SYDNEY (AFP) - Nine foreign backpackers, including five from France, were rushed to hospital in various states of "agitated delirium" after ingesting a travel sickness drug they mistook for cocaine and falling seriously ill, Australian authorities and reports said.
Three of them - two French and one German - remained in hospital on Thursday (Jan 4) after paramedics were called to a house in the Perth suburb of Victoria Park on Tuesday night.
The seven men and two women aged between 21 and 25 took the drug Hyoscine and fell into an unconscious or semi-conscious state, Western Australia Police said.
Royal Perth Hospital emergency doctor David McCutcheon said late on Wednesday the trio were "still in a critical condition".
"Several of these people would have died I'm pretty sure without medical intervention," he told the West Australian newspaper, adding that the nine were brought to hospital "in a state of agitated delirium".
"They were hallucinating, their hearts were racing, several of them had to be put in a medically induced coma for their own protection and I really need to emphasise how seriously unwell they were."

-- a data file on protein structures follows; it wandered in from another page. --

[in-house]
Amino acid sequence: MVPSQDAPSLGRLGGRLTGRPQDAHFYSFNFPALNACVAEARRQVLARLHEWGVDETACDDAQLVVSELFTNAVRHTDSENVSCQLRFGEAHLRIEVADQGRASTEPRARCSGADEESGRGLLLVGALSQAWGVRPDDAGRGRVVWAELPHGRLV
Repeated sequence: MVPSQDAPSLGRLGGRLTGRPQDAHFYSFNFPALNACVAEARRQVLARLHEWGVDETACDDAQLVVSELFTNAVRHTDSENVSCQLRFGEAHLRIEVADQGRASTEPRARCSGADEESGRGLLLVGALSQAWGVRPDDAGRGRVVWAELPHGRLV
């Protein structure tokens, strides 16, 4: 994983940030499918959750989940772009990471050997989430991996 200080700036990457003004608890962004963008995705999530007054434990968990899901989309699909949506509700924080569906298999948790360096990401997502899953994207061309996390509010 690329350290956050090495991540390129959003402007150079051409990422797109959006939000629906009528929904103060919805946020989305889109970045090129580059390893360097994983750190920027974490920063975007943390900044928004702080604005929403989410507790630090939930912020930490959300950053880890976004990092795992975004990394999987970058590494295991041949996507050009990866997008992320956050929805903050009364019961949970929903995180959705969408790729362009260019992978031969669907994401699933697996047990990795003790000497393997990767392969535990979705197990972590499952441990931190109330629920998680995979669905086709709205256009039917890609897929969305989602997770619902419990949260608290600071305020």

Western Australia police said the prescription drug Hyoscine, also known as Scopolamine - used in low doses as a sedative and for the treatment of travel sickness - was the only identifiable drug detected in the samples taken from the patients.
The drug has gained notoriety internationally from its use as a truth serum.
One victim, an Italian who gave his name as Simone, told the West Australian that the drug arrived at the house in a package addressed to a person who did not live there anymore.
When the residents opened the package, they found some white powder wrapped in a piece of paper with the word "scoop" written on it.
Thinking it was cocaine, they divided the powder up and snorted the substance, Simone said, telling the newspaper that he then became paralysed and could not scream for help.
"We were powerless, we couldn't do anything," he added.
A neighbour told the Australian Broadcasting Corporation that the nine were suffering from seizures and had glassed eyes when they were taken from the house on stretchers.
"It was so scary to look at... A lot of them were shaking and trying to get out of the bed, but I don't think they knew they were doing it", Ms Sophie Barnet said.